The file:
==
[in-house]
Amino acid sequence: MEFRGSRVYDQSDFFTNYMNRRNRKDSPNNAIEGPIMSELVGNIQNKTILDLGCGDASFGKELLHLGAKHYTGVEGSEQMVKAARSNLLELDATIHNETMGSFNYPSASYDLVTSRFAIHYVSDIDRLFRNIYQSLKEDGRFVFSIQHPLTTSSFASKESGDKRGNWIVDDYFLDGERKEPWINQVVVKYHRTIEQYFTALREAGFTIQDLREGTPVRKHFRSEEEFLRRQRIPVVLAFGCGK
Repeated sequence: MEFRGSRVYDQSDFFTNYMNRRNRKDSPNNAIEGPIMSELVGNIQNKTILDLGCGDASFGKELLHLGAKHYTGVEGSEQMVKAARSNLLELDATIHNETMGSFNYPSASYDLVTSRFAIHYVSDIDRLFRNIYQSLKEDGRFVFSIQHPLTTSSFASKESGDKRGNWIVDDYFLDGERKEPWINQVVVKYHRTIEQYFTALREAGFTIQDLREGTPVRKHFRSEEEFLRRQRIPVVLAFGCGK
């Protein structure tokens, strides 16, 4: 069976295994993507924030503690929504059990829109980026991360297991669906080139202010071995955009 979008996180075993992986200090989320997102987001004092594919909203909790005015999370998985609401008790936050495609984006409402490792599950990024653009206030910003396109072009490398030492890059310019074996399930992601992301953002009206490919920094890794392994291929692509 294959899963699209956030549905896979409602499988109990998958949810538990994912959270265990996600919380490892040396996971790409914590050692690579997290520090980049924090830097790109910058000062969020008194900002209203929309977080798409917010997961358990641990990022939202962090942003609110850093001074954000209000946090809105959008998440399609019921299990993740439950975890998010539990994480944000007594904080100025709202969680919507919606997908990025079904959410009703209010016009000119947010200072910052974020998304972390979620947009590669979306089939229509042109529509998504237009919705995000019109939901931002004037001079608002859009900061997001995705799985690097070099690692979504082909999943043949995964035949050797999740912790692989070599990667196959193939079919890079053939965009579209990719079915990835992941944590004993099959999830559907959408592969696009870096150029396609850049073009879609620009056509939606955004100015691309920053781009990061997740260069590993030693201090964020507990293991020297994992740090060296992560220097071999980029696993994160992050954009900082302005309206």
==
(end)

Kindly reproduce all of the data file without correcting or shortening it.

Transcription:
[in-house]
Amino acid sequence: MEFRGSRVYDQSDFFTNYMNRRNRKDSPNNAIEGPIMSELVGNIQNKTILDLGCGDASFGKELLHLGAKHYTGVEGSEQMVKAARSNLLELDATIHNETMGSFNYPSASYDLVTSRFAIHYVSDIDRLFRNIYQSLKEDGRFVFSIQHPLTTSSFASKESGDKRGNWIVDDYFLDGERKEPWINQVVVKYHRTIEQYFTALREAGFTIQDLREGTPVRKHFRSEEEFLRRQRIPVVLAFGCGK
Repeated sequence: MEFRGSRVYDQSDFFTNYMNRRNRKDSPNNAIEGPIMSELVGNIQNKTILDLGCGDASFGKELLHLGAKHYTGVEGSEQMVKAARSNLLELDATIHNETMGSFNYPSASYDLVTSRFAIHYVSDIDRLFRNIYQSLKEDGRFVFSIQHPLTTSSFASKESGDKRGNWIVDDYFLDGERKEPWINQVVVKYHRTIEQYFTALREAGFTIQDLREGTPVRKHFRSEEEFLRRQRIPVVLAFGCGK
């Protein structure tokens, strides 16, 4: 069976295994993507924030503690929504059990829109980026991360297991669906080139202010071995955009 979008996180075993992986200090989320997102987001004092594919909203909790005015999370998985609401008790936050495609984006409402490792599950990024653009206030910003396109072009490398030492890059310019074996399930992601992301953002009206490919920094890794392994291929692509 294959899963699209956030549905896979409602499988109990998958949810538990994912959270265990996600919380490892040396996971790409914590050692690579997290520090980049924090830097790109910058000062969020008194900002209203929309977080798409917010997961358990641990990022939202962090942003609110850093001074954000209000946090809105959008998440399609019921299990993740439950975890998010539990994480944000007594904080100025709202969680919507919606997908990025079904959410009703209010016009000119947010200072910052974020998304972390979620947009590669979306089939229509042109529509998504237009919705995000019109939901931002004037001079608002859009900061997001995705799985690097070099690692979504082909999943043949995964035949050797999740912790692989070599990667196959193939079919890079053939965009579209990719079915990835992941944590004993099959999830559907959408592969696009870096150029396609850049073009879609620009056509939606955004100015691309920053781009990061997740260069590993030693201090964020507990293991020297994992740090060296992560220097071999980029696993994160992050954009900082302005309206």